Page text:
#DifficultTerrain: Diversity – The Dangerous 9-Letter Umbrella

Diversity: The Dangerous 9-Letter Umbrella

Diversity.

This word is constantly used among the groups working in our space.

Think about it. Calls for more diversity are everywhere. We need to increase diversity in the outdoors. We need more diverse staff in national parks. We need environmental groups to increase the diversity of their boards and senior leadership.

We want this word to mean so much – yet it actually means so little.

Unfortunately, diversity has become an umbrella word used to cover everyone who might not feel welcome or have access to the outdoors. Yes, we want to make sure everyone is included and it would be nice to have a catch-all term that can portray that sentiment.  But how can we pack everyone who has ever been excluded by the systems and institutions that are currently in place and oppressed by the hierarchy that is very much the fabric of our country under one 9-letter umbrella?

The very use of the word means we aren’t really being authentic in our fight for equity and inclusion. We can’t achieve our goals using generic, faceless jargon. As a word, diversity has become a dangerous “generalization” that takes the power and emotional connection out of the work that we are doing.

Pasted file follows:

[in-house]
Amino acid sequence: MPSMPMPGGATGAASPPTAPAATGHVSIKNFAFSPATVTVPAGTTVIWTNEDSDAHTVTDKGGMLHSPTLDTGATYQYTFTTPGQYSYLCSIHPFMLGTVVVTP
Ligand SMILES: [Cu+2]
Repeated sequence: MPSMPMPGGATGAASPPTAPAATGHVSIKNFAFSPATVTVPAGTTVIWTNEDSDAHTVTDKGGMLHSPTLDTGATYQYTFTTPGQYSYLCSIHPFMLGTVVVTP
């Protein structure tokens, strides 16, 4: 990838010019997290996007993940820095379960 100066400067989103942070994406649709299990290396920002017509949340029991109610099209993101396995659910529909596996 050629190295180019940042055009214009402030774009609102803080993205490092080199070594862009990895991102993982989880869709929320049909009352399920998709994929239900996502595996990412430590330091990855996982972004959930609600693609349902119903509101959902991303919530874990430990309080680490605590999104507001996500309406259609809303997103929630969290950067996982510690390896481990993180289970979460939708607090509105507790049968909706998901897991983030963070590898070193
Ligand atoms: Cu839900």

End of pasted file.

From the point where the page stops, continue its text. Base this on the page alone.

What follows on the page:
Don’t get me wrong. The work being done under the diversity label is powerful and exciting. We just can’t let how we talk about that work limit and hinder our progress.

I often encourage others working in this space to think about diversity as less of a descriptive word and more of a lens that guides everything they do. Instead of using diversity as a buzz-word, try to be more explicit.

What do you really mean?

Do you mean engaging a community that is majority Black?

Do mean reaching out to folks on the gender spectrum?

Do you mean working with differently able participants?

Let’s say what we mean and continue to work on building a movement that is authentically inclusive and creates room in nature for all people to feel welcome– no matter how they identify.